The Works of President Edwards, with a Memoir of His Life, 1. kötet

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S. Converse, 1829 - 582 oldal
"The number of those men, who have produced great and permanent changes in the character and condition of mankind, and stamped their own image on the minds of succeeding generations, is comparatively small; and, even of this small number, the great body have been indebted for their superior efficiency, at least in part, to extraneous circumstances, while very few can ascribe it to the simple strength of their own intellect. Yet here and there an individual can be found, who, by his mere mental energy, has changed the course of human thought and feeling, and led mankind onward in that new and better path which he had opened to their view. Such an individual was Jonathan Edwards. In preparing the Memoir, the Life by Dr. Hopkins, which is the testimony of an eye-witness, has been in corporated; and the quotations are marked in the usual way, except where the paragraphs are seriously altered by the insertion of new matter. In the last chapter, free use is made of a brief sketch of the Life and Character of Mr. Edwards, (also the testimony of an eye-witness,) by a gentleman connected with the college at Princeton, probably Dr. Finley, inserted in the first edition of the Treatise on Original Sin; as well as of a well written review of the Worcester Edition of his works, in the Christian Spectator. To a friend I am indebted, for the very brief account of the two Treatises on Original Sin, and the Freedom of the Will"--Book. (PsycINFO Database Record (c) 2008 APA, all rights reserved).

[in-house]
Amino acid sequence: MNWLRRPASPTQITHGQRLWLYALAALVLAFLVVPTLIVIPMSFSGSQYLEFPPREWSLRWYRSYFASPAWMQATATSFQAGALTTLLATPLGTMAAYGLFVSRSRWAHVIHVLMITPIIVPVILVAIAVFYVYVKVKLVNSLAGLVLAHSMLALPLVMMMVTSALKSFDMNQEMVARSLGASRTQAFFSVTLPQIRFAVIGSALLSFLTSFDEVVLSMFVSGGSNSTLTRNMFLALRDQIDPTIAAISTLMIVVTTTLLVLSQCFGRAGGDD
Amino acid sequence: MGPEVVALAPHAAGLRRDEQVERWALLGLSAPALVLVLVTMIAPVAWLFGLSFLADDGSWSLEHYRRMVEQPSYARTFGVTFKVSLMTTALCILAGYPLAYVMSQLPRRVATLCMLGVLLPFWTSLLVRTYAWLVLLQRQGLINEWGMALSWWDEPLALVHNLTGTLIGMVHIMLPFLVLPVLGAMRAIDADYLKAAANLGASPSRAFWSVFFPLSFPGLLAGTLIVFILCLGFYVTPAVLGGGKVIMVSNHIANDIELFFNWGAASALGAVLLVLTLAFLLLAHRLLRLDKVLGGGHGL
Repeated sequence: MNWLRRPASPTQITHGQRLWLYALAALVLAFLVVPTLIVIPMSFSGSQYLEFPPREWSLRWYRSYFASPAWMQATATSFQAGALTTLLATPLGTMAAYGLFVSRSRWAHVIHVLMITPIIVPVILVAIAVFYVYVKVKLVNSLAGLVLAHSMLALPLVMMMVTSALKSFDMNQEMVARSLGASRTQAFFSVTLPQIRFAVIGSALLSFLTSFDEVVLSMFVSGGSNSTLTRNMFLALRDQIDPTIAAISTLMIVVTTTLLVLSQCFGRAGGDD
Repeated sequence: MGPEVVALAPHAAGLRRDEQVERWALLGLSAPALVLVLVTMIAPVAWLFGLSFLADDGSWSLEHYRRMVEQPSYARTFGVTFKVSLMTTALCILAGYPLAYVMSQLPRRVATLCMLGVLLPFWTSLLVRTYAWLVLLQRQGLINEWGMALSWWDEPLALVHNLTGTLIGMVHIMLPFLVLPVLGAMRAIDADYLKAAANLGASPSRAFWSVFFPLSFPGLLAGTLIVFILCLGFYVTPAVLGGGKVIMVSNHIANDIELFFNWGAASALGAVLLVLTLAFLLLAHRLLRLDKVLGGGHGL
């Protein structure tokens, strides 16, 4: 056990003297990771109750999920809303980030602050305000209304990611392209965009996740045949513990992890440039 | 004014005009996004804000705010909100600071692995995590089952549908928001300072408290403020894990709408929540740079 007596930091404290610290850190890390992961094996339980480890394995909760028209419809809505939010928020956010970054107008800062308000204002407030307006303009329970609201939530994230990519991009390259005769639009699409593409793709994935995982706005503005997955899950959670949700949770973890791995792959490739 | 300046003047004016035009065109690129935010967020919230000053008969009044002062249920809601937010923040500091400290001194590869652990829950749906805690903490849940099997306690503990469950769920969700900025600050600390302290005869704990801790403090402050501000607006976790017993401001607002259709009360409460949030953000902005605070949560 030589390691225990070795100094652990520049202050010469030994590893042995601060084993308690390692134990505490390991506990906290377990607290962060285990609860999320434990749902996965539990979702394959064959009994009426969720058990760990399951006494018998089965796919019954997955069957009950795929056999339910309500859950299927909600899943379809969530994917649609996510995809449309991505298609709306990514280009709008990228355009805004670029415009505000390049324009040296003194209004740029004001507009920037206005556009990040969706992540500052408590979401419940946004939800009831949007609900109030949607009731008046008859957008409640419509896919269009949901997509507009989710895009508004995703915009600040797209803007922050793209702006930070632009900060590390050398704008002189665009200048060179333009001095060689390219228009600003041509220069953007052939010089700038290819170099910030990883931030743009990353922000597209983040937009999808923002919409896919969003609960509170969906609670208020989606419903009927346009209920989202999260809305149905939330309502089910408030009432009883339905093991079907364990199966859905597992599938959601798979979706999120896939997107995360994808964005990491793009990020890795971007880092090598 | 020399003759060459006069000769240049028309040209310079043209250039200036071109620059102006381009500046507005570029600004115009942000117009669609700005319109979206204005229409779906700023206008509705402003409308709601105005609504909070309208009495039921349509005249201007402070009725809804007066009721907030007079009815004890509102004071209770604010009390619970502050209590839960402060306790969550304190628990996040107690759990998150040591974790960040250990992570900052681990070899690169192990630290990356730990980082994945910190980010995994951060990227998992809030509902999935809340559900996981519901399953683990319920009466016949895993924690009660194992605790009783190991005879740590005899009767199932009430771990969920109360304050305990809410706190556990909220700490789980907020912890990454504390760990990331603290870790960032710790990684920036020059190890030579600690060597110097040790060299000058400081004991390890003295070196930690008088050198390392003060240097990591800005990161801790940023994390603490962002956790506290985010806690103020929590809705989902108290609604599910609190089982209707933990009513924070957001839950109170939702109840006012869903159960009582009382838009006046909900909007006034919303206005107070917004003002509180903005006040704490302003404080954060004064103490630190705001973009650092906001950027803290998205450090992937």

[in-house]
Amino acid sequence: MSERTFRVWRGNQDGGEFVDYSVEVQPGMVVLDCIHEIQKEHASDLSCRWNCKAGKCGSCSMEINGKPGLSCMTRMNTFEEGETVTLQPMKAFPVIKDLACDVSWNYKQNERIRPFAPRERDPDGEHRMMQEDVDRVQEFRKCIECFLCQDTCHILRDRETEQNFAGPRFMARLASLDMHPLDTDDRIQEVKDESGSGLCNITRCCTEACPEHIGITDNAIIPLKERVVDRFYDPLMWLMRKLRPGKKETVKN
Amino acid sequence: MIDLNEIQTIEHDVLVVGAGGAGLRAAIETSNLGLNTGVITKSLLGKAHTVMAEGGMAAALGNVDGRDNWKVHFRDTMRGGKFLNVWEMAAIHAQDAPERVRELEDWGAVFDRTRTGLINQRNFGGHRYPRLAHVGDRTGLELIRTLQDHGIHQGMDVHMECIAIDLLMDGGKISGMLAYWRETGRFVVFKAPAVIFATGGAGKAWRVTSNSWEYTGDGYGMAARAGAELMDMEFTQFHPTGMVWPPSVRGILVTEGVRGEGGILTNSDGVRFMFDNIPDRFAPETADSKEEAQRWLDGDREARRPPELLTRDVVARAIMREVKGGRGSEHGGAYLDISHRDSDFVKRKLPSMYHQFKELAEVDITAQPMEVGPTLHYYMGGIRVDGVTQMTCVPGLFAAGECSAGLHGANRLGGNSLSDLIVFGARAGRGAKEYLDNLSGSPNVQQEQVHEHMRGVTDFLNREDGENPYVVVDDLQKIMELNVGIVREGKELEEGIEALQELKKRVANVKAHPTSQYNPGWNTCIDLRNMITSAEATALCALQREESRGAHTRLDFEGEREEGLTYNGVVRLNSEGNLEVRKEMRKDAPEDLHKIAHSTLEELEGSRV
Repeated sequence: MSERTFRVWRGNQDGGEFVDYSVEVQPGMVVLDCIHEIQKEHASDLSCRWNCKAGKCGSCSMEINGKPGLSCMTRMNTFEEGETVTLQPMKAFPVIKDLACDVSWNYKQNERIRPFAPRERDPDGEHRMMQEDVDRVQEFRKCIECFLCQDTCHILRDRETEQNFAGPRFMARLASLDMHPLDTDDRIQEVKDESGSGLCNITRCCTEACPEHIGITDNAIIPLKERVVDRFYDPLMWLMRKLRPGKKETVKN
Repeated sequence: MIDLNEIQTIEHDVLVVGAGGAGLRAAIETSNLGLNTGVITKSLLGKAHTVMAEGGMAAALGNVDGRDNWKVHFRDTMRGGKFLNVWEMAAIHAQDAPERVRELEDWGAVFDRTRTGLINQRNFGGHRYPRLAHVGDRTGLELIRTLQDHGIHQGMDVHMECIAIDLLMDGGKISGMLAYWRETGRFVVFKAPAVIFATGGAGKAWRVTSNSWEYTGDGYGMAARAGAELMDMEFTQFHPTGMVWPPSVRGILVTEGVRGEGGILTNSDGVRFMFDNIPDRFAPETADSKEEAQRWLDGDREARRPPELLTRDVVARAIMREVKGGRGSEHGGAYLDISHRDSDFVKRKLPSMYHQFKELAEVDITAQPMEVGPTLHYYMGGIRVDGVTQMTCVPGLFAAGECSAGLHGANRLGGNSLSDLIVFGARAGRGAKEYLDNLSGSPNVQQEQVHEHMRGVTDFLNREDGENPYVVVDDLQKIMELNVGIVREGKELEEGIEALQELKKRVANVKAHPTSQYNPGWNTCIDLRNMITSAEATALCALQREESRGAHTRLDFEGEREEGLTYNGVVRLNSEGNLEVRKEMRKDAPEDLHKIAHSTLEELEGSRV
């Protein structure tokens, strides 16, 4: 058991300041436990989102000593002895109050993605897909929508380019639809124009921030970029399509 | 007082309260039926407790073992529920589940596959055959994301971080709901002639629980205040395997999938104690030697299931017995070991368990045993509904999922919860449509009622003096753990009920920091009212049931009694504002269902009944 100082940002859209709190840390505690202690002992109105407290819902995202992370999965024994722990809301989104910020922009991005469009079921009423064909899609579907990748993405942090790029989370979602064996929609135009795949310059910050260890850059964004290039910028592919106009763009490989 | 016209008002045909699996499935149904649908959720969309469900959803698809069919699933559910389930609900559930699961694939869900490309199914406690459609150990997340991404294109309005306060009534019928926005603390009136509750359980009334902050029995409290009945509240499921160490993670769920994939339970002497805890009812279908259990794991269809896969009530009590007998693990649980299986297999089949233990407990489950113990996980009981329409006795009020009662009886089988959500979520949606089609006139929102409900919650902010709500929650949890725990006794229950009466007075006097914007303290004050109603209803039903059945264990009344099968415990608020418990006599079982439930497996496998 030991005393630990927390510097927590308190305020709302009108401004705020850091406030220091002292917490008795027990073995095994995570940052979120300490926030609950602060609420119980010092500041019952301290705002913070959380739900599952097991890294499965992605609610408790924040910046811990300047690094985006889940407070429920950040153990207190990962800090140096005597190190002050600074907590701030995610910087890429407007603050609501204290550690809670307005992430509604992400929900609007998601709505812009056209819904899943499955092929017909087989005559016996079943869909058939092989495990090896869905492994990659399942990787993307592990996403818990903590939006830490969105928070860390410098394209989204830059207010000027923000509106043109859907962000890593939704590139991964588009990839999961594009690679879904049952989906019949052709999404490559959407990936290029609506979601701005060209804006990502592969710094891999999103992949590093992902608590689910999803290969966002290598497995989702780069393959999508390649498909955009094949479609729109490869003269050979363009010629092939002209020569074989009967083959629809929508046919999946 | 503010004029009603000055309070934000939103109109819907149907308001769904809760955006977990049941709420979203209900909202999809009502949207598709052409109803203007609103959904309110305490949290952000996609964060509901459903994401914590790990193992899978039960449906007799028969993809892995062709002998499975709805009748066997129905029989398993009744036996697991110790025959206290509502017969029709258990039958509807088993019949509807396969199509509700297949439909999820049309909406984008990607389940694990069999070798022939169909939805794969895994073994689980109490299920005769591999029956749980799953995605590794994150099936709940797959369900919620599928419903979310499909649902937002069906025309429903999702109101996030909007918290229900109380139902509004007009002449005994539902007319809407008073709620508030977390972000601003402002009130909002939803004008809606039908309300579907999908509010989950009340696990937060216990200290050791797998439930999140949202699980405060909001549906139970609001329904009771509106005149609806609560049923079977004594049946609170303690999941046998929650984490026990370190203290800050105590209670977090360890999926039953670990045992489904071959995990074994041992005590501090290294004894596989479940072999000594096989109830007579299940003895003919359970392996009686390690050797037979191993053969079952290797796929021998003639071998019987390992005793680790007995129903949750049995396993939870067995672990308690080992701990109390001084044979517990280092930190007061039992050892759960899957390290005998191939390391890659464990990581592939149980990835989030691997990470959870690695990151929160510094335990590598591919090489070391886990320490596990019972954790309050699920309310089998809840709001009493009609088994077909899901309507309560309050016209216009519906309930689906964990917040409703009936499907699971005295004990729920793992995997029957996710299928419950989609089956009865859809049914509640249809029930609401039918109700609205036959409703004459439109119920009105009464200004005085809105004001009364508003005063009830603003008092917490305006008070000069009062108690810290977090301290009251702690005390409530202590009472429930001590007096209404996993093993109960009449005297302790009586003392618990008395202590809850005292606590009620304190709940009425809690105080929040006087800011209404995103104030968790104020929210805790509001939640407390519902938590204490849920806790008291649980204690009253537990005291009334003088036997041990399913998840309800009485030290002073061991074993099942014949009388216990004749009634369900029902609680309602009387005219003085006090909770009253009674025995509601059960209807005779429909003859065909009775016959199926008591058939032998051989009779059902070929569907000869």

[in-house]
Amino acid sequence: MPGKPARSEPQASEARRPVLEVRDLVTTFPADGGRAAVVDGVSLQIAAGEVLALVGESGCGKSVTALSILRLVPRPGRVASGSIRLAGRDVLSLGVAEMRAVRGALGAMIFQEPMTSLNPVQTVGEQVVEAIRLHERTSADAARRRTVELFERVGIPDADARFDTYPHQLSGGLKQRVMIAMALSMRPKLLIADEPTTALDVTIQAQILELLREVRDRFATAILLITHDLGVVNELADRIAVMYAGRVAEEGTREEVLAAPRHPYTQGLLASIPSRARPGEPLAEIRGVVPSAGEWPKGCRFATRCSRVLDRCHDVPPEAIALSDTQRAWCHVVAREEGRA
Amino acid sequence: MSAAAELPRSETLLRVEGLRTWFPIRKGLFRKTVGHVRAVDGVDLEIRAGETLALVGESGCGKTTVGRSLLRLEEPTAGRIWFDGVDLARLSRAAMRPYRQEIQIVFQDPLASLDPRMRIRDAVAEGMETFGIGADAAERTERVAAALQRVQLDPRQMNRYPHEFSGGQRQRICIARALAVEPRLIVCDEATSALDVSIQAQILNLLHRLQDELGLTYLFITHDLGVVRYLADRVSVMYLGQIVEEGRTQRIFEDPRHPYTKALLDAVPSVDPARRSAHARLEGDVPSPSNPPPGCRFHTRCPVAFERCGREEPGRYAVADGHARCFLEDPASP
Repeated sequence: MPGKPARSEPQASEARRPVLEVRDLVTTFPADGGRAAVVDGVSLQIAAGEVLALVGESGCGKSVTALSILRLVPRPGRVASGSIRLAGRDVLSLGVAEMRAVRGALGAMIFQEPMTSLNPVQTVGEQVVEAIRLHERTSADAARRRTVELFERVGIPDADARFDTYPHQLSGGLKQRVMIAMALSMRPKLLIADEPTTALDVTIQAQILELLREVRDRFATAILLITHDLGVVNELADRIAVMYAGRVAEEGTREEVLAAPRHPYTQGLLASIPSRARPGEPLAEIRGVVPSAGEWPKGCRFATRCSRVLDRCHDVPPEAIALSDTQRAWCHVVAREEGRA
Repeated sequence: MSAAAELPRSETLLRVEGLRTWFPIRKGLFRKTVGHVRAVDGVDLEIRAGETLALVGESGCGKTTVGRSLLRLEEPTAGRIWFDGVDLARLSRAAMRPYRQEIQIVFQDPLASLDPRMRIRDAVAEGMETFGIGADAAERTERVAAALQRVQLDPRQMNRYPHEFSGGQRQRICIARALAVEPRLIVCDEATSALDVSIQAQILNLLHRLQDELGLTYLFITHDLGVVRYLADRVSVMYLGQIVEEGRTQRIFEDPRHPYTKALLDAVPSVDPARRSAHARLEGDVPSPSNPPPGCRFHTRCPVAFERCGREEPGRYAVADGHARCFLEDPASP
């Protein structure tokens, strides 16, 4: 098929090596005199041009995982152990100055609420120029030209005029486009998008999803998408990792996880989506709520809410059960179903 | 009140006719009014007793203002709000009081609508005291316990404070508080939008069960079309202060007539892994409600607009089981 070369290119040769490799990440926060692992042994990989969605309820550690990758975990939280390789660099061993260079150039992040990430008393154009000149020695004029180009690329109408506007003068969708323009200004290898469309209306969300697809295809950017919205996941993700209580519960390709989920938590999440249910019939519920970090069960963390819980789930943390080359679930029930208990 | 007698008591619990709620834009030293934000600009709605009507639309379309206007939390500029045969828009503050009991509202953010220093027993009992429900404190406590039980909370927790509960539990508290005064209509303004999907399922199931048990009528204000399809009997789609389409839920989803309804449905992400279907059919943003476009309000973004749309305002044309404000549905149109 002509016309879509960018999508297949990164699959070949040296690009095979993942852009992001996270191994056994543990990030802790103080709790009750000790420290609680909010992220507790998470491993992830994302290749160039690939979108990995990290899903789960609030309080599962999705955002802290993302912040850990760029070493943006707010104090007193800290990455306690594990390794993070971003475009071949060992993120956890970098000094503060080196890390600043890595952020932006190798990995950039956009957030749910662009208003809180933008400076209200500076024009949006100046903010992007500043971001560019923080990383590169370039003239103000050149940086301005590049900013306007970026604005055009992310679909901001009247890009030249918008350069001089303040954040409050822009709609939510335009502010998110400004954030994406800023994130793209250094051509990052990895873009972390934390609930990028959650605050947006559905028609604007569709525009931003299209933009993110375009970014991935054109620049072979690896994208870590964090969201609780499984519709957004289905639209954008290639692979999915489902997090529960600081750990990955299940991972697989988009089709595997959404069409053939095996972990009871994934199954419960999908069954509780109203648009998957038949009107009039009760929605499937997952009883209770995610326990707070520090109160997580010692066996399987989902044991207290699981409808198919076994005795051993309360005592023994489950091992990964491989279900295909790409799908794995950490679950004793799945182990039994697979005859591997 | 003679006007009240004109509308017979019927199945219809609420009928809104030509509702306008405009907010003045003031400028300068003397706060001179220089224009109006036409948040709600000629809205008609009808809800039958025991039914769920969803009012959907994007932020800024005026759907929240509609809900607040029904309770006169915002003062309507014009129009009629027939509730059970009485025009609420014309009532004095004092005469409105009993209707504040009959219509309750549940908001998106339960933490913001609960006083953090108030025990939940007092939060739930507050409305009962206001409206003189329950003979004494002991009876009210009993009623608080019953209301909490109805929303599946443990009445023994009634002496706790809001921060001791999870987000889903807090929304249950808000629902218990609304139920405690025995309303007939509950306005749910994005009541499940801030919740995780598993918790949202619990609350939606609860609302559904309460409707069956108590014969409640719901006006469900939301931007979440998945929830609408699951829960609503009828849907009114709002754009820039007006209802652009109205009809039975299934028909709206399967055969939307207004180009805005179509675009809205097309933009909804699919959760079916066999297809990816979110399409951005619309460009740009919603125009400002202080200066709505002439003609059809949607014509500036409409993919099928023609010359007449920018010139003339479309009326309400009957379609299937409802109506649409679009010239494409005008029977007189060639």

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A szerzőről (1829)

In 1716 Edwards was admitted to Yale at the remarkable age of thirteen. After he graduated in 1722, he spent four years there pursuing theological interests, teaching, and completing his master's degree. In 1727 ,Edwards complied with his grandfather's request and traveled to Northhampton, Massachusetts to be his assistant in his church. A committed scholar of John Calvin and the early Puritan theologians, as well as of the writings of John Locke and Isaac Newton, Edwards pursued a theology founded on two seemingly contradictory themes---a desire to return to the Calvinist tradition, as well as a desire to include the insights of contemporary Enlightenment philosophy. While Edwards's theological formulations were not completely developed until the 1750s, his lifetime pursuit of these ideas profoundly influenced the Puritan period of religious revival known as the Great Awakening. Though Edwards's provocative theology and sermons occasionally invoked fire and brimstone, as in the famous Sinners in the Hands of an Angry God (1741), his sermons generally moved parishioners to faith through the employment of positive imagery, as in God Glorified in Man's Dependence (1731). In spite of his successes during the Great Awakening, Edwards was ultimately involved in a controversy that led to his dismissal at the Northhampton parish in 1750. Viewed as too progressive by a faction of the church known as the Old Lights, Edwards stepped down after delivering his famous Farewell Sermon (1750), in which he declared that God would ultimately determine whether Edwards had been right or wrong

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